The woods were dark, filled with strange shadows.
–Seanan McGuire - The WInter Long - c.2014
An October Daye novel: #8
October Daye has come a long way since Simon Torquill transformed her into a fish. She’s uncovered a lot about who she is, who her real friends are, and the secrets her mother kept from her. Unfortunately her mother wasn’t alone in hiding the truth from Toby, and what you don’t know about you can’t prepare for. So when two somebodies ((lets not get into specifics just yet)) show up in Toby’s life she isn’t quite sure what the hell is going on.
And when she begins to uncover the truth, and that people she loved were “protecting” her by not telling her, well, she isn’t happy. She isn’t happy at all. And, as usual, she’s in a whole heap of danger.
It is impossible to talk about this book with out spoilers, so what I’ll say to you, if you haven’t read it and the previous books in the series, is start reading them. If you have read this book then uncover the spoilers, and read on.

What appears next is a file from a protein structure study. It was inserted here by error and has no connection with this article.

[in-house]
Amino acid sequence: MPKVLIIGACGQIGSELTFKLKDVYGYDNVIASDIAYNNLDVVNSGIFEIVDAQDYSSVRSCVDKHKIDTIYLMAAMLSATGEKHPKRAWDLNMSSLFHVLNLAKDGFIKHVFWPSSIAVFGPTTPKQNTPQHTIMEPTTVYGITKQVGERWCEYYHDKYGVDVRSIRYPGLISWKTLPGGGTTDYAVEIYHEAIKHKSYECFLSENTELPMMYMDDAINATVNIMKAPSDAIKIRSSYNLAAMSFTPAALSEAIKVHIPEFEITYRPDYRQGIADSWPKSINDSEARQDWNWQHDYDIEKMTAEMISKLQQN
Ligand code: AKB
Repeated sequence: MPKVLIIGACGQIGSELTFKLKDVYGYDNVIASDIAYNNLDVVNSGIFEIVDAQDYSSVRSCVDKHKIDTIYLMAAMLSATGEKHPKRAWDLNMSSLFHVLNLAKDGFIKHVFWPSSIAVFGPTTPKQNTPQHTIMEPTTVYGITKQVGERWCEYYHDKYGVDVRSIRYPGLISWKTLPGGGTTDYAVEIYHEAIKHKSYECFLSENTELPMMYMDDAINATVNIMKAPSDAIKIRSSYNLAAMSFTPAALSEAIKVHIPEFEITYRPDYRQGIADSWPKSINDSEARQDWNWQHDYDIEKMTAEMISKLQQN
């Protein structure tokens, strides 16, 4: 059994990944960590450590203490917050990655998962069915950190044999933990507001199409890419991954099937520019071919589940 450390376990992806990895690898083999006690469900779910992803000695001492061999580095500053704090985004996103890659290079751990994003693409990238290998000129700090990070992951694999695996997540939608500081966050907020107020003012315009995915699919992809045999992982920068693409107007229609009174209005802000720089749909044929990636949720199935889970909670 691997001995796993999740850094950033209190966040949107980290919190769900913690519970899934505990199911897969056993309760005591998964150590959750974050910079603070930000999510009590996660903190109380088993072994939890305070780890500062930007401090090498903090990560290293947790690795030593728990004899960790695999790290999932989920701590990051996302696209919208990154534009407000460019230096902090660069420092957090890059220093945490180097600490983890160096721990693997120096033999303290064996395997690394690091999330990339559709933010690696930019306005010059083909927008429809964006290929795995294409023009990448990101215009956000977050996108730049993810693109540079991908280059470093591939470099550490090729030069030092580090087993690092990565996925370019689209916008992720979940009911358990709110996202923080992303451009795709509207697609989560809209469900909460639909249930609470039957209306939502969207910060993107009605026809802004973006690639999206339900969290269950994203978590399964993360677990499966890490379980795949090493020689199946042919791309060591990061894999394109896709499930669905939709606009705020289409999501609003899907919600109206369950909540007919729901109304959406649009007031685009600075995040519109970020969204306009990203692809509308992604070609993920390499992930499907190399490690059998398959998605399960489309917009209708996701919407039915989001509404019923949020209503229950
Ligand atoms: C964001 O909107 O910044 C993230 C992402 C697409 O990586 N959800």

It is interesting how people think they are protecting Toby by telling her lies, or just not filling her in on details about her own actual life. It echoed, in my opinion, a lot of what Sal in Parasite would get so upset by. And it is an interesting dilemma. If someone is sick or injured and they can’t change anything, and you know something about them that could severely affect them, should you tell them. With Sal you also have the question of how competent she is, she isn’t legally an adult, and maybe at the start of her recovery that was an okay thing to think, but as she got better and better shouldn’t someone have realised that treating her like a child was really not doing her any favours? Similarly with October maybe when she coming to terms with her past there was a reason for keeping some things from her, but at some point, if you really care for a person you have to let them live their lives. Which means you have to let them know the truth.
And just because someone doesn’t react the way you’d like, or they think about things outside the norm, that does not mean that they are wrong or unable. It is, I’m guessing, an issue that comes up with regards to people with the likes of autism, ocd issues, etc., but also those with physical differences. People, as a whole, are very reluctant to let others run their own lives. “it’s for their own good” usually means it is easier on the speaker.